Assuming you have some bronze in amongst them then the bronzes are
likely to more red or copper like than the really yellow brasses.
Does it matter? Well bronze will be harder wearing (on steel)than brass
but for light domestic use then possibly not. Whilst you are at it make
2 bushes of whatever you have to hand then the first won't wear out
until you've lost the spare one!!
Similar to the recommendation from the days when airliners were being
bombed: it's safer to take your own bomb on board because the chance of
there being two on the same aircraft is negligible. ;-)
Brass is very much a yellow/gold colour while the bronzes tend to be
darker/redder. Gunmetal is in between....
The material spec also affects the perceived colouring, cast sticks/bars tend to
be duller while extruded/drawn bars are shinier, for want of a better
Peter & Rita Forbes
==Thanks to all for the info.
I used the piece which seemed to be the reddish-brownish-darkish-est,
and noted the chips. They varied between fine particles and flakes, but
on parting-off, they were distinct flakes, so I felt vaguely reassured
that it was a piece of bronze.
For your further information on brasses and bronze, bronze is a much
superior metal as far as wearing is concerned. From a decent cut the
swarf will usually curl like small springs which will be quite tough.
Be careful when reaming as the reamer may sieze unless there is a very
minimal amount to remove. Gunmetal has a slight goldish tinge. It
machines easily except for drilling where it may snatch in the drill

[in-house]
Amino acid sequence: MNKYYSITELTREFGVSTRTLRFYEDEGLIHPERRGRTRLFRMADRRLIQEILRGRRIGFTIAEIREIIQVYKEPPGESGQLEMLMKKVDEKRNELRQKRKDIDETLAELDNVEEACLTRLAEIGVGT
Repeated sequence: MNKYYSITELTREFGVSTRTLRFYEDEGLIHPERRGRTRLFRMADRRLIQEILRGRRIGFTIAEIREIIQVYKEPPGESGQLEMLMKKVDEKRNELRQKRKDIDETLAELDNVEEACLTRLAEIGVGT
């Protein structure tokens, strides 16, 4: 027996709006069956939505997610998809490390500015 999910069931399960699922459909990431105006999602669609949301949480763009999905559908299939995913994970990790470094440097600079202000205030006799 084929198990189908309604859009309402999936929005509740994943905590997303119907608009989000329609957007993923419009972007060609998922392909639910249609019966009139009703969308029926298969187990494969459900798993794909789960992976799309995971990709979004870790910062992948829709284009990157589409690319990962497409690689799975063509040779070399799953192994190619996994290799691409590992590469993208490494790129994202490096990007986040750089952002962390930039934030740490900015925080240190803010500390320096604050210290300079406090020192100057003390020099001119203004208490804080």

in. It is used for steam engine boiler parts as it does not "de-
zincify" due to steam and pressure. Phosfor Bronze is even tougher
than bronze and even darker in colour especially when it ozidises with
age, and correspondingly tougher to machine. Always use the sharpest
tools on all these metals as blunt tools will cause trouble. Hop[e
this is of help. Tom Oliver
Thank you for this information. I have stored it away for future use.
What is the best method of marking metal stock to indicate its material
and grade? Standard colour code? Stamping ID marks on butt end?
Personally, I think simple is best. I bought half a dozen small
tins of 'Humbrol' model enamel and invented my own colour code system. It
only takes a few seconds to dab material with a cotton bud dipped in the
It just needs a bit of discipline to remember to mark stuff as soon
as it arrives, and before I forget what I bought, and only to cut off from
the unpainted end!
From previous traffic on this subject, I think it was generally
concluded that there was no universal system anyway.
Chris Edwards (in deepest Dorset) "....there *must* be an easier way!"
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